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Didn't get a pilot slot; considering dropping AFROTC to pursue Guard/Reserve/OTS

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This gives me an opportunity to finish school faster, as well as get a better GPA. Questions:

1. What am I going to have to pay AFROTC back for Field Training, uniforms, etc?

2. How will OTS work if I've been through Field Training and the AS300 year?

3. How will Cadre/AFROTC respond?

After screwing up and "settling" on my current enlisted AFSC a few years ago, I have decided that I need to exhaust every possible option before I accept another AFSC. I don't want to take a job in AFROTC that could go to someone else that would appreciate it more than I do. I am not a contracted POC and am currently attached to a Guard unit, of which I am planning to apply to as well.

Stats:

GPA: ~3.35

PFA: 99

AFOQT:

Pilot 86

Nav 85

Academic 80

Verbal 89

Quant 49

PCSM: 55

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1. You shouldn't have to pay anything back that you've gotten for FT, like travel. Any uniforms you've gotten from AFROTC should just be returned to your detachment and they shouldn't charge you for anything unless something was lost or became serviceable. If you've gotten any AFROTC stipend money you might need to pay that back. I'd double check with the cadre on that.

2. I think that if you intend to attend OTS, you'll have to do all of it regardless of completing FT because you haven't actually commissioned yet.

3. Depending on how your cadre are in general, they may or may not be upset with you for trying to disenroll because you didn't get a pilot slot. I think your attitude of leaving other AFSCs for those who really want them is a good one to have, hopefully they'll think the same way.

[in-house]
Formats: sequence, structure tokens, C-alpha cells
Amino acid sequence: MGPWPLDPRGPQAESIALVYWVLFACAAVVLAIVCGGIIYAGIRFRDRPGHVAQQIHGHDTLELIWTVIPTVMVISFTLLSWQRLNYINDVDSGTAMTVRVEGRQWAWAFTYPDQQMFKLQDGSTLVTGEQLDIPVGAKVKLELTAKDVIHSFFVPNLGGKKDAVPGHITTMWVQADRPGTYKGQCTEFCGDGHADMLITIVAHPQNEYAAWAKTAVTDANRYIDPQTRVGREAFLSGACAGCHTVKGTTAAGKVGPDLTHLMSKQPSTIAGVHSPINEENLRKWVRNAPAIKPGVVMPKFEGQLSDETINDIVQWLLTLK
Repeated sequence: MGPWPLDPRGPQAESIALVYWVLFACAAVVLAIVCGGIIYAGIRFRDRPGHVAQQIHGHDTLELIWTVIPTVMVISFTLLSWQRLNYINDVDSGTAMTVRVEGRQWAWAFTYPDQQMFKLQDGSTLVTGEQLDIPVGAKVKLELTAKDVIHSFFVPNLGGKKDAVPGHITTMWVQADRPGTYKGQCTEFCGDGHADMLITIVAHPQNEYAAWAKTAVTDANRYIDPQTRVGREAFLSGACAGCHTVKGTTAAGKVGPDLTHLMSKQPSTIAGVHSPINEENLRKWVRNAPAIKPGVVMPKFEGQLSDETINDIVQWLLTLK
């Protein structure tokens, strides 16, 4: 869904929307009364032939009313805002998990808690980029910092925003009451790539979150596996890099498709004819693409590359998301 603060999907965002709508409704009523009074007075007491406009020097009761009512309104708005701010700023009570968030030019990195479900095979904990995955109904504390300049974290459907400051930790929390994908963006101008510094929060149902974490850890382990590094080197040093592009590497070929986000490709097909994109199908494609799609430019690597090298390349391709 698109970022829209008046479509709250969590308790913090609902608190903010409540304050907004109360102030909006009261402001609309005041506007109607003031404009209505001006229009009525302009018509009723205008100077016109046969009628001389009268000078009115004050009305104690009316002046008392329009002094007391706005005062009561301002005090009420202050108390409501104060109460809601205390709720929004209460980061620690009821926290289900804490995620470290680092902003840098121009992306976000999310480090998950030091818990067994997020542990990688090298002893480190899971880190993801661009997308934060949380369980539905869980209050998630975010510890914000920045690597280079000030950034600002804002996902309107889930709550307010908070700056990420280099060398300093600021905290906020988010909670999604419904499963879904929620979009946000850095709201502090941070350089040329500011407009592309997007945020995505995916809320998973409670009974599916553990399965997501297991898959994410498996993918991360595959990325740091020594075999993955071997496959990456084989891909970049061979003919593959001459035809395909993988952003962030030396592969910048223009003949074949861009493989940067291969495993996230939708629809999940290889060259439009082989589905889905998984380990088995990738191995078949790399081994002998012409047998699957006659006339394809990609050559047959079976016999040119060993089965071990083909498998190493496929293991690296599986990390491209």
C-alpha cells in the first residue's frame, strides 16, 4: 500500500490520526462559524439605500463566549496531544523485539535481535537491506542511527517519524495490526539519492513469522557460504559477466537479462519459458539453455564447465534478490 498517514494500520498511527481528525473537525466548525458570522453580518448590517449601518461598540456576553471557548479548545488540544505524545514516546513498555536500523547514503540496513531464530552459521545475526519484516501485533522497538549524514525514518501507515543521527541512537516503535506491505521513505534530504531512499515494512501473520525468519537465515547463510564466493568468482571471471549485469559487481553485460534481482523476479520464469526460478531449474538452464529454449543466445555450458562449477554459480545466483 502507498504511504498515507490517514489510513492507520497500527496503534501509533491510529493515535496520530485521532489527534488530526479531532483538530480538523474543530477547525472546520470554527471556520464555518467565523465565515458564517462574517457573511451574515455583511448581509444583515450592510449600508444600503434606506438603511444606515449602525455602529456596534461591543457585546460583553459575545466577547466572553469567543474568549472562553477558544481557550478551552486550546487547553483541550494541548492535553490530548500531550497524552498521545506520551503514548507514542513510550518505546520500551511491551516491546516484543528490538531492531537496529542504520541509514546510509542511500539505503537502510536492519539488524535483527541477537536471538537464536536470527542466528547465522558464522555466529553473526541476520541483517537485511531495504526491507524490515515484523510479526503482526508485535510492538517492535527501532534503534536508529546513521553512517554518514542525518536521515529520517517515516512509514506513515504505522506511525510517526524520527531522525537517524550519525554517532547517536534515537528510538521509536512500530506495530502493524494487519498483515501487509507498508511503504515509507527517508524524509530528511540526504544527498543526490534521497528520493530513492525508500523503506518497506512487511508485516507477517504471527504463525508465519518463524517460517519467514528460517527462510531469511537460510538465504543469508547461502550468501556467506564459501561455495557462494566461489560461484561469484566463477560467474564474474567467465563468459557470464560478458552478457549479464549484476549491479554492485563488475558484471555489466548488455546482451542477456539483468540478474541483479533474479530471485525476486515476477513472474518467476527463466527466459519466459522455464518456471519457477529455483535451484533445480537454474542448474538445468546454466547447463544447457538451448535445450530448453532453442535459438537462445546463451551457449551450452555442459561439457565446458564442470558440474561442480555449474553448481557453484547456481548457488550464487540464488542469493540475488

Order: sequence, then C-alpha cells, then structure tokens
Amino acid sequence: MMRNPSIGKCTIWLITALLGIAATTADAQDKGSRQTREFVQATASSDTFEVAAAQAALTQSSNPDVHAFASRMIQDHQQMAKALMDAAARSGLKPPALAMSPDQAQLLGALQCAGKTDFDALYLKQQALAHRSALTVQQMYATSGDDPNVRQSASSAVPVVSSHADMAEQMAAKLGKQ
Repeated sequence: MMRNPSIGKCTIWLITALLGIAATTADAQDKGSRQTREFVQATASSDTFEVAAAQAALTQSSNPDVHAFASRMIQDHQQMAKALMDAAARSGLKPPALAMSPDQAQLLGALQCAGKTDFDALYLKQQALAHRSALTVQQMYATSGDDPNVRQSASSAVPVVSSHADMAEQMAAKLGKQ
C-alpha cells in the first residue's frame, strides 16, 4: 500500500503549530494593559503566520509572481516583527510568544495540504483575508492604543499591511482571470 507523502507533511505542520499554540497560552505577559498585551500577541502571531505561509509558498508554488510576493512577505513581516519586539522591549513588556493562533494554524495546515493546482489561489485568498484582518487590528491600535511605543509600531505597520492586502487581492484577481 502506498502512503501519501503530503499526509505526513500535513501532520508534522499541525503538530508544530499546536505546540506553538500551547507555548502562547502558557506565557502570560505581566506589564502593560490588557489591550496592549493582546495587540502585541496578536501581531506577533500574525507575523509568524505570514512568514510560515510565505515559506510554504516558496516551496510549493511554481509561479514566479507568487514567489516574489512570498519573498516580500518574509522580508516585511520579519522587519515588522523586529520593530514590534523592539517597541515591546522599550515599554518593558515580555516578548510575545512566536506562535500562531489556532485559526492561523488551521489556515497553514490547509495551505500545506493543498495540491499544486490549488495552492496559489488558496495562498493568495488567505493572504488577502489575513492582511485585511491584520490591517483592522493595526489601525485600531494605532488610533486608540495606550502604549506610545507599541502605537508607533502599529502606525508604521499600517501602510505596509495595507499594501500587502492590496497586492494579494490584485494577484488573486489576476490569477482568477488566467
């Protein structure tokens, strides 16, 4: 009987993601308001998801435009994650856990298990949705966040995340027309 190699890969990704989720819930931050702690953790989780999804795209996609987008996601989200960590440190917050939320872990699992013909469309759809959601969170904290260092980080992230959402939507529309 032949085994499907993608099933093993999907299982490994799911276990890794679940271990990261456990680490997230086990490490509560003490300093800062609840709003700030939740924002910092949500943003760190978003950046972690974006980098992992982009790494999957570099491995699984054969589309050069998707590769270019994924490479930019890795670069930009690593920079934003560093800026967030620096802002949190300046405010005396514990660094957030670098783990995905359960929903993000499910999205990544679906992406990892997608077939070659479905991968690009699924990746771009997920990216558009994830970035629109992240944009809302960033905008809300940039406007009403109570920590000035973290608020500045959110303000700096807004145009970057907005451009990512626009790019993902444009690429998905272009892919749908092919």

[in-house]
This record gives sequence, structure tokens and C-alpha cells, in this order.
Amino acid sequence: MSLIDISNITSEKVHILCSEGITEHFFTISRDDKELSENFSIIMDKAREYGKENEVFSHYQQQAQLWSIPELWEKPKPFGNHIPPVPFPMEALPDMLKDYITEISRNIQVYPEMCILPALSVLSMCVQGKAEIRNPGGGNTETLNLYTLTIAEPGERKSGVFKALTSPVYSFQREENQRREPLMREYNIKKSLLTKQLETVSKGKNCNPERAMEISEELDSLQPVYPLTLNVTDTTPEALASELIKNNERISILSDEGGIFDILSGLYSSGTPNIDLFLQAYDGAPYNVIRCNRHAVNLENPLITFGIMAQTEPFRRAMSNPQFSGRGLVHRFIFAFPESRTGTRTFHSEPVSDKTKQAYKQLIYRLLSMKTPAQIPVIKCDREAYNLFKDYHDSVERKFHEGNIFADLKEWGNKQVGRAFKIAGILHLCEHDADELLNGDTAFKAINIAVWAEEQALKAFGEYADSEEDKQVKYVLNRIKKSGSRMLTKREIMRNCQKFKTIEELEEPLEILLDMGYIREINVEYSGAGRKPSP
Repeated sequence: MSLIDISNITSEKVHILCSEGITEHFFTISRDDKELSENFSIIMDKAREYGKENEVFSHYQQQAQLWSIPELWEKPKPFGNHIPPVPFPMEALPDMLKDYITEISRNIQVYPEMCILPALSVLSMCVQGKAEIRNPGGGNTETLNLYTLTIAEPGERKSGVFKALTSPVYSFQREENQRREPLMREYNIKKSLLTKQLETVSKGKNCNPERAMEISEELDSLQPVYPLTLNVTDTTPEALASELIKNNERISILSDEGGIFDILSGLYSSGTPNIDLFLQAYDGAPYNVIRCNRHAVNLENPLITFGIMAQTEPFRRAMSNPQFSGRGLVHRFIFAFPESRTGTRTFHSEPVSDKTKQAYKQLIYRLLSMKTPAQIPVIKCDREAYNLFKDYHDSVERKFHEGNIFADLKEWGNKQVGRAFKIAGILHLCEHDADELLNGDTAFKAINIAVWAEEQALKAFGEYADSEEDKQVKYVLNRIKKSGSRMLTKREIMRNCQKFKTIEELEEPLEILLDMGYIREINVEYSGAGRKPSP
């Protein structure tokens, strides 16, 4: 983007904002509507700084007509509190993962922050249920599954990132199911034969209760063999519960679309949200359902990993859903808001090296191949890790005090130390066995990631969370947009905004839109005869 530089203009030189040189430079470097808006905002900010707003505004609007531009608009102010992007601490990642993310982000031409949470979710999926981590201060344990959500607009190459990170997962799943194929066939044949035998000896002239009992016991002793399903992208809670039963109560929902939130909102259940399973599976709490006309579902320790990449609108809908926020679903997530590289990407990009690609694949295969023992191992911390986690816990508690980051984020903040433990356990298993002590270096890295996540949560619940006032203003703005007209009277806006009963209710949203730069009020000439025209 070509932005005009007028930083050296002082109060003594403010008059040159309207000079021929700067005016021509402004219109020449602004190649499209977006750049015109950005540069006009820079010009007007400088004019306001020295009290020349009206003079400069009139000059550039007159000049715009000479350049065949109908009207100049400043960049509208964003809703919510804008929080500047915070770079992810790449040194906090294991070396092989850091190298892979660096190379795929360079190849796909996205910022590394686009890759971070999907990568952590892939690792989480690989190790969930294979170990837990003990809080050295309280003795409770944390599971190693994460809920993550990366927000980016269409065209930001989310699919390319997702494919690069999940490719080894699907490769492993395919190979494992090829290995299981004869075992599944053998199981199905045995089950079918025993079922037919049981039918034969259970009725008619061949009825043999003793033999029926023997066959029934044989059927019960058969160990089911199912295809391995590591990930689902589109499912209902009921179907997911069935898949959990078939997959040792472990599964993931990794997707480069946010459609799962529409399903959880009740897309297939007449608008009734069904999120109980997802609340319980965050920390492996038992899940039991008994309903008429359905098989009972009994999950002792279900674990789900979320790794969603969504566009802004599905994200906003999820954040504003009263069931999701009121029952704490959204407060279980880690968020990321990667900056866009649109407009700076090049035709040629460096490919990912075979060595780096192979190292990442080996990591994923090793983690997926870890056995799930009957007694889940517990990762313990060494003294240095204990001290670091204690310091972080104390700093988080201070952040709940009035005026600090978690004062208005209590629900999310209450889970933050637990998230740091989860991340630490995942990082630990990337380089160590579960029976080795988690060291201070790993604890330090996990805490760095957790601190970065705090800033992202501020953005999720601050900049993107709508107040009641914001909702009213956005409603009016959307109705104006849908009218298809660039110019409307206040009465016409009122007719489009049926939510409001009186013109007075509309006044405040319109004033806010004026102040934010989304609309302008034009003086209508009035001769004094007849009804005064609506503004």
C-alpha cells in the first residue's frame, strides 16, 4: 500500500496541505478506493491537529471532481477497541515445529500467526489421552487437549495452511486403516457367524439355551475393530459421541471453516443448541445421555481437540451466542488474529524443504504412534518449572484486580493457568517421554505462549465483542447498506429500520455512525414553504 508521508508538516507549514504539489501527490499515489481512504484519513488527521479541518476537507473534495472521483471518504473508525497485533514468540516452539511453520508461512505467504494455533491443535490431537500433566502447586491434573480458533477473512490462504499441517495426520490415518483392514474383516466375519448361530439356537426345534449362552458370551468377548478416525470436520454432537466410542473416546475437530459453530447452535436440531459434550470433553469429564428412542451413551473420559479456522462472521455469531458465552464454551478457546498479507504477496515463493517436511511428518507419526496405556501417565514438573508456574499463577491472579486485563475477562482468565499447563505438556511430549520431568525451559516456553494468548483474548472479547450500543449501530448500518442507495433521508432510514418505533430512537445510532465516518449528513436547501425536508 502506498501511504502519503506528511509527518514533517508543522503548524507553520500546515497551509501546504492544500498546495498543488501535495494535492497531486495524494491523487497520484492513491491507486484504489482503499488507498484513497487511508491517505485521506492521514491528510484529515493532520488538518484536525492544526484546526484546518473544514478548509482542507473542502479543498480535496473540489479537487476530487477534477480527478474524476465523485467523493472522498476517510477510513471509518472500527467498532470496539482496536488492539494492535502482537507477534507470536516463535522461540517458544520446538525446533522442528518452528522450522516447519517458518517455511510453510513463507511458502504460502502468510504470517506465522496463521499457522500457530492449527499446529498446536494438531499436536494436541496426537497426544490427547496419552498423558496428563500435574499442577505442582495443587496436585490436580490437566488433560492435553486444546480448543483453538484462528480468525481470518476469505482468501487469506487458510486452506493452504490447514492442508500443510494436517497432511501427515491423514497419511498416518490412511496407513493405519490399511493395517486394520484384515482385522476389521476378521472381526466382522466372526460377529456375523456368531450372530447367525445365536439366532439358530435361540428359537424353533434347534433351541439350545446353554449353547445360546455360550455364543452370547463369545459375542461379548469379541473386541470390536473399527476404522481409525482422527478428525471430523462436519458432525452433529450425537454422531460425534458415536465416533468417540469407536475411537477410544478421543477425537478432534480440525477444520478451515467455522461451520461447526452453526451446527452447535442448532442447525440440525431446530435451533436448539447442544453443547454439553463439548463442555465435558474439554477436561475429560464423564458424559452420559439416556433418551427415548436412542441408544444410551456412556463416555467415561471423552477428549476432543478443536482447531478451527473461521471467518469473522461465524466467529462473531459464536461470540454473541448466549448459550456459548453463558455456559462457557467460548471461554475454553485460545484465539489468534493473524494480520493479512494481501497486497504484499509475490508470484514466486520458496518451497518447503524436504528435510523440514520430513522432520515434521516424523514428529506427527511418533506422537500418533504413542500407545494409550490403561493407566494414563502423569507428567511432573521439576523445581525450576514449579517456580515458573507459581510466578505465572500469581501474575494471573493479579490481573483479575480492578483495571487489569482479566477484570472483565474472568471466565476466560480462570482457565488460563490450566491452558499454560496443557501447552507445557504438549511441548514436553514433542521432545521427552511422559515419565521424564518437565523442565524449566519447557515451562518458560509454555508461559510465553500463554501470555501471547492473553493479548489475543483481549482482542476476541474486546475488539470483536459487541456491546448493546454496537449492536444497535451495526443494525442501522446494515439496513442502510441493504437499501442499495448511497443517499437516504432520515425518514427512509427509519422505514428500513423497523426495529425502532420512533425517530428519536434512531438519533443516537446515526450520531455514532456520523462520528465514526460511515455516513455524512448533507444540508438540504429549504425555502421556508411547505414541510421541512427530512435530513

Keep in mind that AFROTC usually has reboards for rated slots for those on the alternate lists. Your stats aren't bad, so maybe improving your commander's ranking or getting extra flight hours will put you over the threshold. All considered, I'd definitely talk with your cadre about this before making any final decision so you can get all the facts and make the right choice.

Whatever you do, best of luck man.

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Don Frank pretty much hit the nail on the head from everything I know about AFROTC. Since you're not on scholarship or contracted, you shouldn't be required to enlist in AD or investigated. However, I'm not sure about your specific situation since you're a non-contracted POC who has completed FT.

One thing to think about- everyone who got their pilot slots will be doing their medicals this summer. There's always some who get DQ'd, and with the stats you provided it looks like you'd be right on the bubble on the alternate list. If I were you I'd probably stay in until the end of summer when the alternate slots have been awarded for medical DQs (if that's when they award the alternate slots - talk to your cadre).

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I'd hold off on it buddy. I'm in your position too. Wait for the supplemental rated board in September then go to your back ups. That's what I'm doing, take it with a grain of salt.

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I don't want to take a job in AFROTC that could go to someone else that would appreciate it more than I do.


I have no idea what that means. You want someone else to have a job that could help them get a pilot slot because you're thinking about leaving?

My recommendations in specific order:

1. Steal underwear